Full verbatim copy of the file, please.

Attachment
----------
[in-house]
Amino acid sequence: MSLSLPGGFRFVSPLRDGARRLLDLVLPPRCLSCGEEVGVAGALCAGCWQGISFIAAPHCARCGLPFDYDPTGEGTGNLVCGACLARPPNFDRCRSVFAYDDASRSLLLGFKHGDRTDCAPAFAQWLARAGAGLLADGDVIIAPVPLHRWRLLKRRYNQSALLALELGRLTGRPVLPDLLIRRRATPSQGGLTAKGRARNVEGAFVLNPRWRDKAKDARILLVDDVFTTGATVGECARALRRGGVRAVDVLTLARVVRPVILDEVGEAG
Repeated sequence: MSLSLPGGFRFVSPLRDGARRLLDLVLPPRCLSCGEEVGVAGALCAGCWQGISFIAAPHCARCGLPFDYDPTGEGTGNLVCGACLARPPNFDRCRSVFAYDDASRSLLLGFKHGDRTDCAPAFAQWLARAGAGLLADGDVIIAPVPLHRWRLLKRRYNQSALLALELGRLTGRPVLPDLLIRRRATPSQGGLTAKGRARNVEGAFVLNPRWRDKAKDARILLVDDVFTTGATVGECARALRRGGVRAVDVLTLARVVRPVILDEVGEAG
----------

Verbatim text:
[in-house]
Amino acid sequence: MSLSLPGGFRFVSPLRDGARRLLDLVLPPRCLSCGEEVGVAGALCAGCWQGISFIAAPHCARCGLPFDYDPTGEGTGNLVCGACLARPPNFDRCRSVFAYDDASRSLLLGFKHGDRTDCAPAFAQWLARAGAGLLADGDVIIAPVPLHRWRLLKRRYNQSALLALELGRLTGRPVLPDLLIRRRATPSQGGLTAKGRARNVEGAFVLNPRWRDKAKDARILLVDDVFTTGATVGECARALRRGGVRAVDVLTLARVVRPVILDEVGEAG
Repeated sequence: MSLSLPGGFRFVSPLRDGARRLLDLVLPPRCLSCGEEVGVAGALCAGCWQGISFIAAPHCARCGLPFDYDPTGEGTGNLVCGACLARPPNFDRCRSVFAYDDASRSLLLGFKHGDRTDCAPAFAQWLARAGAGLLADGDVIIAPVPLHRWRLLKRRYNQSALLALELGRLTGRPVLPDLLIRRRATPSQGGLTAKGRARNVEGAFVLNPRWRDKAKDARILLVDDVFTTGATVGECARALRRGGVRAVDVLTLARVVRPVILDEVGEAG